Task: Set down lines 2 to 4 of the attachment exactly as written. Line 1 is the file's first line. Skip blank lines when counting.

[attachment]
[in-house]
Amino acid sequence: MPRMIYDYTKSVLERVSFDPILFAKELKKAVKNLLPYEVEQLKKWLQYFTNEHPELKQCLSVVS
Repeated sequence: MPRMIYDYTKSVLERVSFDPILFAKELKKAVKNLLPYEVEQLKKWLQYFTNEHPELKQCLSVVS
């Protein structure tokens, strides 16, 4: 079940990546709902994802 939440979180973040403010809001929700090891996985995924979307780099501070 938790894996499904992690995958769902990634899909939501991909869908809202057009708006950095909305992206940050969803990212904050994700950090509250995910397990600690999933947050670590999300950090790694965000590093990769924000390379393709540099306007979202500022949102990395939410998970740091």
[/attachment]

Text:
Amino acid sequence: MPRMIYDYTKSVLERVSFDPILFAKELKKAVKNLLPYEVEQLKKWLQYFTNEHPELKQCLSVVS
Repeated sequence: MPRMIYDYTKSVLERVSFDPILFAKELKKAVKNLLPYEVEQLKKWLQYFTNEHPELKQCLSVVS
């Protein structure tokens, strides 16, 4: 079940990546709902994802 939440979180973040403010809001929700090891996985995924979307780099501070 938790894996499904992690995958769902990634899909939501991909869908809202057009708006950095909305992206940050969803990212904050994700950090509250995910397990600690999933947050670590999300950090790694965000590093990769924000390379393709540099306007979202500022949102990395939410998970740091």